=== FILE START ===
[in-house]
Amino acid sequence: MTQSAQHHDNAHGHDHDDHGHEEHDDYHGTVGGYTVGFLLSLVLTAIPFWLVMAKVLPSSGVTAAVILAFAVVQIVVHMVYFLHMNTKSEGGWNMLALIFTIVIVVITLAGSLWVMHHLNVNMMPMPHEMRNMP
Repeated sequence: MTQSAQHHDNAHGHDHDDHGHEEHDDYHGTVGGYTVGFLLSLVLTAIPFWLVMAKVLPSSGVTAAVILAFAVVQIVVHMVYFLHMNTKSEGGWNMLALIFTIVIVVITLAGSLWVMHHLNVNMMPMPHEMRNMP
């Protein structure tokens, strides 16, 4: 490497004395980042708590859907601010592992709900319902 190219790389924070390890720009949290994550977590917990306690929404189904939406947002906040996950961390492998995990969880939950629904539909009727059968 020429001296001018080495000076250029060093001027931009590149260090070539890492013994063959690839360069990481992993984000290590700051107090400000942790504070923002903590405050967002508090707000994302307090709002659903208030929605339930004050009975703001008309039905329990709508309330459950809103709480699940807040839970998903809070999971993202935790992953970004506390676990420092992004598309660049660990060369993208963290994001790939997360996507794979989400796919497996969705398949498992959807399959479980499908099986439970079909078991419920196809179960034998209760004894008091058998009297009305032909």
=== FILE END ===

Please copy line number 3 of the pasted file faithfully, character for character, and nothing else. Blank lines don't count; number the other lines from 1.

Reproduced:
Repeated sequence: MTQSAQHHDNAHGHDHDDHGHEEHDDYHGTVGGYTVGFLLSLVLTAIPFWLVMAKVLPSSGVTAAVILAFAVVQIVVHMVYFLHMNTKSEGGWNMLALIFTIVIVVITLAGSLWVMHHLNVNMMPMPHEMRNMP